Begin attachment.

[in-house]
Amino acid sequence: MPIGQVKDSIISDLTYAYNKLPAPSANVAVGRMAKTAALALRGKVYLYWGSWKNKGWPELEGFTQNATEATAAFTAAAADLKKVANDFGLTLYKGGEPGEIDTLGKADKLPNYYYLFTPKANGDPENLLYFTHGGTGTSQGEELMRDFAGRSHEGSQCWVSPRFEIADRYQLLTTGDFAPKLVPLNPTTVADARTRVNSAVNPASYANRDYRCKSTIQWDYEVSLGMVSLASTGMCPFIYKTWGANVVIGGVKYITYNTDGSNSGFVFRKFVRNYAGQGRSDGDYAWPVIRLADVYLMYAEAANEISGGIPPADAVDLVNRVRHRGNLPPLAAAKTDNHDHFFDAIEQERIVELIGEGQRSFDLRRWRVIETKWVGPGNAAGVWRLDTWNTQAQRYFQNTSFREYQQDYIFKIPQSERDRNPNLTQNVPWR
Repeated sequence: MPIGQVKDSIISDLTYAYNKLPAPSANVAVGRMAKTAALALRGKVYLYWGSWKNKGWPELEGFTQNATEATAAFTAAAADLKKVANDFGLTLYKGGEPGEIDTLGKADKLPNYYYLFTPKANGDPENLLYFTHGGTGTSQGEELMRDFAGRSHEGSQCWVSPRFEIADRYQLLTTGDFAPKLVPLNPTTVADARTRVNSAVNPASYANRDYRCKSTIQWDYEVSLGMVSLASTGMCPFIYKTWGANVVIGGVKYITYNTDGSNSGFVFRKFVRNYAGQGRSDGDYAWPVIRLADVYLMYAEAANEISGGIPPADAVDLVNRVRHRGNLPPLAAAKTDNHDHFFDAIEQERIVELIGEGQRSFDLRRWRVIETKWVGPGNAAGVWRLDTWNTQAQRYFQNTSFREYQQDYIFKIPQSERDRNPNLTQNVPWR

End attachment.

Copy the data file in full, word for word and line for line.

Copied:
[in-house]
Amino acid sequence: MPIGQVKDSIISDLTYAYNKLPAPSANVAVGRMAKTAALALRGKVYLYWGSWKNKGWPELEGFTQNATEATAAFTAAAADLKKVANDFGLTLYKGGEPGEIDTLGKADKLPNYYYLFTPKANGDPENLLYFTHGGTGTSQGEELMRDFAGRSHEGSQCWVSPRFEIADRYQLLTTGDFAPKLVPLNPTTVADARTRVNSAVNPASYANRDYRCKSTIQWDYEVSLGMVSLASTGMCPFIYKTWGANVVIGGVKYITYNTDGSNSGFVFRKFVRNYAGQGRSDGDYAWPVIRLADVYLMYAEAANEISGGIPPADAVDLVNRVRHRGNLPPLAAAKTDNHDHFFDAIEQERIVELIGEGQRSFDLRRWRVIETKWVGPGNAAGVWRLDTWNTQAQRYFQNTSFREYQQDYIFKIPQSERDRNPNLTQNVPWR
Repeated sequence: MPIGQVKDSIISDLTYAYNKLPAPSANVAVGRMAKTAALALRGKVYLYWGSWKNKGWPELEGFTQNATEATAAFTAAAADLKKVANDFGLTLYKGGEPGEIDTLGKADKLPNYYYLFTPKANGDPENLLYFTHGGTGTSQGEELMRDFAGRSHEGSQCWVSPRFEIADRYQLLTTGDFAPKLVPLNPTTVADARTRVNSAVNPASYANRDYRCKSTIQWDYEVSLGMVSLASTGMCPFIYKTWGANVVIGGVKYITYNTDGSNSGFVFRKFVRNYAGQGRSDGDYAWPVIRLADVYLMYAEAANEISGGIPPADAVDLVNRVRHRGNLPPLAAAKTDNHDHFFDAIEQERIVELIGEGQRSFDLRRWRVIETKWVGPGNAAGVWRLDTWNTQAQRYFQNTSFREYQQDYIFKIPQSERDRNPNLTQNVPWR